7 Chinese kidnapped in Iraq; China urges rescue
Chinese leaders are highly concerned with the case of Chinese nationals kidnapped in Iraq, and have instructed the Ministry of Foreign Affairs and Chinese Embassy in Baghdad to begin rescue work with utmost efforts for an early release of the seven hostages, the Foreign Ministry said in Beijing Monday.
The seven Chinese nationals were kidnapped by armed men in Fallujah, west of Baghdad on Sunday after they entered Iraq via Jordan. The seven people, all male, were from China's eastern Fujian Province, Chinese diplomats in Baghdad said.
Sun Bigan, head of the team responsible for the re-establishment of the Chinese Embassy in Baghdad, called an emergent meeting and formed a special task force for rescue work.
The Chinese diplomats are also contacting with officials of the interim Iraqi governing body and people of other walks of life to help for the rescue of the hostages.
The Chinese Foreign Ministry Monday advises Chinese nationals not to go to Iraq due to the current situation there. The ministry urged all Chinese nationals in Iraq to keep high vigilance, pay more attention to self-protection and keep contact with the team responsible for the re-establishment of Chinese Embassy in Iraq.
Seven Chinese citizens became the latest foreigners to be kidnapped in Iraq when they were abducted by an armed group, state media quoted a Chinese diplomat in Baghdad as saying.
The seven entered Iraq from Jordan early Sunday and were most probably abducted in the flashpoint city of Fallujah, west of Baghdad, Xinhua news agency quoted the diplomat as saying.
The seven men were from eastern Fujian province, according to a name list provided by the diplomat. The oldest was 49, the youngest 18, it added.
Xinhua said that Al Arabiya television's correspondent in Fallujah had interviewed some foreigners released by kidnappers on Sunday who said they had met seven people with Chinese passports being held in a secret location.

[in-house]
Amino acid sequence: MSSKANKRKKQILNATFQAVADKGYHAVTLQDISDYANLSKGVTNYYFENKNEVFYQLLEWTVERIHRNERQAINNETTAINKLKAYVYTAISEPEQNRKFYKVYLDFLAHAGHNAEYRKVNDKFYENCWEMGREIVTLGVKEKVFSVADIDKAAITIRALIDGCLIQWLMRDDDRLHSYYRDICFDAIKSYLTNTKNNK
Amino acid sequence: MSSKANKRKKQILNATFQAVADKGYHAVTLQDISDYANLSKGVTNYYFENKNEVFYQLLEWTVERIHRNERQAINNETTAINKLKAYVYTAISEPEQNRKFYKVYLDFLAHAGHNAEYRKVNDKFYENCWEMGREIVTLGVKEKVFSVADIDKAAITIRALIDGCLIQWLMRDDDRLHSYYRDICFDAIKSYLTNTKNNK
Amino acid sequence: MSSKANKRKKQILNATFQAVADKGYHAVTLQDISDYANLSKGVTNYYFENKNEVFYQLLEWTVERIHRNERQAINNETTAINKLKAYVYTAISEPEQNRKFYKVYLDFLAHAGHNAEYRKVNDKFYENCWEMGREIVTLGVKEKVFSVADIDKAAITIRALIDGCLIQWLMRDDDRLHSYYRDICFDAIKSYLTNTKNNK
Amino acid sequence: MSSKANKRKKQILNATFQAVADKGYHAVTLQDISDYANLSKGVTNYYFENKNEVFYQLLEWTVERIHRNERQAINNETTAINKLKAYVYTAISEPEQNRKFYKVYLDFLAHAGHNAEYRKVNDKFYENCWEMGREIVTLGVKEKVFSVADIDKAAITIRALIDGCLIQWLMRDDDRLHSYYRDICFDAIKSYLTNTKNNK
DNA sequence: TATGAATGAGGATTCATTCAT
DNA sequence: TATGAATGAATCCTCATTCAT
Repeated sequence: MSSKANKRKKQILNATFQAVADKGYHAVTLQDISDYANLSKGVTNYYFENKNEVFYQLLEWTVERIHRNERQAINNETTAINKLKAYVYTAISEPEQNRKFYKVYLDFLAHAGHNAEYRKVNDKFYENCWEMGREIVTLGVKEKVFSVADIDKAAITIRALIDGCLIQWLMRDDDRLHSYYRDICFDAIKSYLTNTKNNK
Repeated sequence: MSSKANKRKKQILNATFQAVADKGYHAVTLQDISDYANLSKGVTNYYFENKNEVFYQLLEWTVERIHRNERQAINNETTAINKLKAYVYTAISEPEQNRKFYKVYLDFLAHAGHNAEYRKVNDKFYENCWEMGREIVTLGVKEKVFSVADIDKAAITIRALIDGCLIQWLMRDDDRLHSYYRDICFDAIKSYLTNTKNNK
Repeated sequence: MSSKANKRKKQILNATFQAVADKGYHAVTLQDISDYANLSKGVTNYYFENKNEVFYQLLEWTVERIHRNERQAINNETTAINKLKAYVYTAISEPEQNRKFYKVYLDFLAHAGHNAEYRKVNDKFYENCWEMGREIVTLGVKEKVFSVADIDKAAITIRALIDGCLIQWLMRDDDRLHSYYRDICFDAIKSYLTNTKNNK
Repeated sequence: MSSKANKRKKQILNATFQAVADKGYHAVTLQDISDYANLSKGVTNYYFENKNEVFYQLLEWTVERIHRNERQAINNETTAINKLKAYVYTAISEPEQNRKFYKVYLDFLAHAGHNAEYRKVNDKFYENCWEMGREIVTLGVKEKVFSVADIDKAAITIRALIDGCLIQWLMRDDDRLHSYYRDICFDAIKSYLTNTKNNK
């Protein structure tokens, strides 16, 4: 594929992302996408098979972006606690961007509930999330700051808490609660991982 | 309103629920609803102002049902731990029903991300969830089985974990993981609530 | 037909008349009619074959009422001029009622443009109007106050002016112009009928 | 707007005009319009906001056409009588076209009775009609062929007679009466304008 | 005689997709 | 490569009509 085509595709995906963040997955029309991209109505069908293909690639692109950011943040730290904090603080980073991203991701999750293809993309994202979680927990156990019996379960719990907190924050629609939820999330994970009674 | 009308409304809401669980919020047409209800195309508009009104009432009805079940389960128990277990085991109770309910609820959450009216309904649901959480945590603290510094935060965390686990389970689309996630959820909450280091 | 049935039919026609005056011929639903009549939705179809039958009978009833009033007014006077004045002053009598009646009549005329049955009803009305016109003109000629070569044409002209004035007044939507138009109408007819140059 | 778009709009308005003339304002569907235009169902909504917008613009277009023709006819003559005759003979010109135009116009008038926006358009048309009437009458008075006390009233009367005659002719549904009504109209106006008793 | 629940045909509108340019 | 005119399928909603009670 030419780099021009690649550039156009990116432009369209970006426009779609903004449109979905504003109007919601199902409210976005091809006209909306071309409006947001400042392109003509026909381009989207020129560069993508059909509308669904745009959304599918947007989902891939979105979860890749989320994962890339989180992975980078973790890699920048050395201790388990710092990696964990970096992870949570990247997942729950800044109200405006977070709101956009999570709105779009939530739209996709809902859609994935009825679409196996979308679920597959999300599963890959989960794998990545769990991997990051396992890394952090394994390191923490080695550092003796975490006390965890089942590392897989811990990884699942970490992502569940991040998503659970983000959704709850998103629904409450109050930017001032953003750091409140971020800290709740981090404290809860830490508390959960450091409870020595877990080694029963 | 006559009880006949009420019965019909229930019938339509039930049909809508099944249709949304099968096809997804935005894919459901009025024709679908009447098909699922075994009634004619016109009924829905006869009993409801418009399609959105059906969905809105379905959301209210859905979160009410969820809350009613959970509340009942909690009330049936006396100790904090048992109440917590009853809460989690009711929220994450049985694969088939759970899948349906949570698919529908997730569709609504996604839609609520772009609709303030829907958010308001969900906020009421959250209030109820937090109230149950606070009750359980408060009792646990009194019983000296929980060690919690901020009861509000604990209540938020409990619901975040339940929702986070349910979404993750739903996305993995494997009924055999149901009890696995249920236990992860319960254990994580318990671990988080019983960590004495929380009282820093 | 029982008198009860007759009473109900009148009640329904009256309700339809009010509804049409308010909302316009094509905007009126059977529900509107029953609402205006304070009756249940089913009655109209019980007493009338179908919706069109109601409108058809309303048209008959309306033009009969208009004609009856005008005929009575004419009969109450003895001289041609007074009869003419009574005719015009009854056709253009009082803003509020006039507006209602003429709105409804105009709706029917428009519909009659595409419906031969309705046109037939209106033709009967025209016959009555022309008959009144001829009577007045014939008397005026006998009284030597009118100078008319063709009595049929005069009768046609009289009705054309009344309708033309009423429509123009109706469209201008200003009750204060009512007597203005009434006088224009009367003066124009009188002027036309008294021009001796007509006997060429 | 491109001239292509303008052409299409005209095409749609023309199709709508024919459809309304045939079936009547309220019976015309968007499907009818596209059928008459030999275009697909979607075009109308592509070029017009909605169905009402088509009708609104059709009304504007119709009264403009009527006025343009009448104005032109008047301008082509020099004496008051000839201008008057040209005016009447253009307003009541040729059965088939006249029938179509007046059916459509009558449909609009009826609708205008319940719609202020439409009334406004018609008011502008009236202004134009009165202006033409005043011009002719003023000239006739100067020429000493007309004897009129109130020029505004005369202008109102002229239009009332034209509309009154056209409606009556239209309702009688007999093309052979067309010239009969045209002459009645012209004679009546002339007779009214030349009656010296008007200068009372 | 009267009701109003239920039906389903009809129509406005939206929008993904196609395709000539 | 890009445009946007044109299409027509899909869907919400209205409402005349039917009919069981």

The captives were reportedly in good health and not handcuffed, but it remained unclear what the kidnappers would do with them.
The Chinese Foreign Ministry Monday advises Chinese nationals not to go to Iraq due to the current situation there. The ministry confirmed that seven Chinese citizens from China's Fujian Province were kidnapped by unidentified armed men in Fallujah, west of Baghdad on Sunday.
The ministry urged all Chinese nationals in Iraq to keep high vigilance, pay more attention to self-protection and keep contact with the team responsible for the re-establishment of Chinese Embassy in Iraq.
The reported kidnappings came a day before US Vice President Dick Cheney was due to arrive in Beijing Tuesday straight from a visit to Tokyo overshadowed by the kidnapping of three Japanese civilians in Iraq.
The issue of Iraq had before the reported kidnappings been thought unlikely to feature highly on the agenda during Cheney's visit.
China, a permanent member of the UN Security Council, resolutely opposed the invasion of Iraq and has refused to send troops to help police the US-led occupation.
Armed groups are now believed to be holding dozens of foreigners captive in Iraq as bargaining chips.
Those who abducted the three Japanese civilians have reportedly said they will burn them alive unless Tokyo starts pulling its troops out of the country.
Japan has around 500 troops deployed in the southern city of Samawa engaged in humanitarian and reconstruction projects.
The captors, according to a self-described mediator, would kill all three within hours unless Japan pulled out its troops, said Mezher al-Delaimi, identified as head of the League of the Defense of Iraqis.
The dangers to foreign civilians were further underscored Sunday when Germany said that two of its missing nationals were probably dead.
A presumed American citizen, a Canadian aid worker and a group of 30 foreigners have been reportedly kidnapped in Iraq in recent days.
Canada has confirmed that it has one missing aid worker, with officials in Ottawa saying that negotiations to free the Canadian aid worker were at a "delicate stage".
In London, the Foreign Office confirmed Sunday that Briton Gary Teeley, who was kidnapped in the southern Iraqi city of Nasiriyah, had been released and was safe and well.
Teeley, 37, was described as a civilian consultant for a dye works.
Al-Jazeera television in Doha said Sunday that an armed group in Iraq had released several Asian truck drivers who had worked with US-led coalition forces and been abducted.
The television, airing footage of the men reported to be drivers, quoted the group as saying there were eight drivers, but gave a breakdown of nine, including three Pakistanis, two Turks, one Nepalese, one Indian, one Iranian and one Filipino.
Insurgents, calling themselves the "Mujahedeen of Iraq to US forces" meanwhile threatened to kill a presumed American citizen, identified as Thomas Hamill, unless the siege of Fallujah by US Marines was lifted.
The threat echoed those made Saturday by the group that claimed it was holding 30 foreign hostages from Japan, Bulgaria, the United States, Israel, Spain and South Korea.